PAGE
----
Deep inside the basement of the Pentagon, a group of a dozen men meet in a situation room labeled “External Crisis Operations.” Three monitors show in the background of the round table where they meet; one of the monitors show John, the day manager from Kansas.

At the head of the table, one figure stands up and bangs a gavel. “I call this meeting to order. First on our agenda is an action item to review the results of the nuclear meltdown at the Shearon Harris Nuclear Power Plant outside Raleigh, North Carolina. I’ve invited John Whitman to speak about the solution, and Harry Fuller to give us an update from the ground.”

John clears his throat on the video monitor. “At 11:32 hours this morning our operative approached the resource with a statement of the problem, which he was able to solve by 13:47 hours. We monitored the progress of his work and all of his internet searches, and we’ve also tapped his computer to download his computer simulation for archival and study. From what we can tell his solution has a high degree of confidence in working to reduce the elephant mass caused by the spill in Unit 1 at the Raleigh plant, and we have high hopes this will reduce the radiation levels enough to allow sealing of the nuclear plant.”

“Harry?”

“Here at the plant I just received word that the lead rod has been inserted into the mass, and as predicted, reaction levels have declined to below subcritical levels. We have teams with telepresence robots now measuring radiation levels, and if all goes well, we believe by nightfall we should be able to send in suited men to verify the levels and start construction of the containment well.”

“That’s great news. Thank you Harry for your work in Raleigh. I move to add a motion to the agenda giving Harry Fuller recognition for his work. Do I have a second?”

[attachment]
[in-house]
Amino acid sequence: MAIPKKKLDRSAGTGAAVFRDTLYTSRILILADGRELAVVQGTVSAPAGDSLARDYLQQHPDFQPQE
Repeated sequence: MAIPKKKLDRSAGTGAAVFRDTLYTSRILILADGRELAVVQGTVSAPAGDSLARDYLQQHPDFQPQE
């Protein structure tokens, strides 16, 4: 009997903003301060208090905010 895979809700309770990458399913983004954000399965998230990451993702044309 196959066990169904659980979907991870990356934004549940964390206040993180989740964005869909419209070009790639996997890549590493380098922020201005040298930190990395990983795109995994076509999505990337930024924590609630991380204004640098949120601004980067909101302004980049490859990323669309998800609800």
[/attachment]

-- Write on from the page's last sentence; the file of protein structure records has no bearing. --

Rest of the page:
“Seconded!” two others piped up simultaneously.

“Motion carries, and the agenda item has been added as item 7 B of our agenda. If the secretary could take note, that would be great. Next on our agenda, item 2 A, an open discussion as to the next problem to be resolved by our resource.”


While fiddling on my software project for the company (something about simulating advertising revenue; it just didn’t seem all that interesting), I started to daydream about traveling. I never seem to have a lot of work to do, but my boss keeps insisting that while I was given three weeks of vacation a year, there is never a good time to take them.

Besides, he insists, as they never expire, those vacation years will amount to a lot of cash someday. As if I’m not being paid more than enough to live comfortably.

I never seem to travel. Oh, sure, I always have someone to talk to, and certainly the girls with their homework problems catch the eye. (And Beth was just cute as a button.)

But I want to someday visit Paris.

Paris always seemed like a great place to relax. Sipping coffee by the Notre Dame Cathedral, or wandering the Louvre. I daydreamed of meeting the right person, perhaps sharing my house, a coffee at a small cafe near the Cathedral. Somehow, however, I never seemed to meet someone I hit it off with at a deep level.

Sure, Beth was eye candy, and she always made me smile. But she never was available, nor were the other girls I met. Plus, it just seemed a little unseemly, someone of my age dating someone a decade and a half younger.

Paris would be nice.

My daydreams were broken when Beth came bouncing back to my desk. She bent over again, low cut dress and all, smiled that great smile of hers, and asked for my help with another homework problem. She must not do anything else all day, but my questions about her work day were lost in her eyes.

This time it seemed to be a problem of finding the optimal construction geometry of a sea wall.

Beth gets the weirdest homework problems.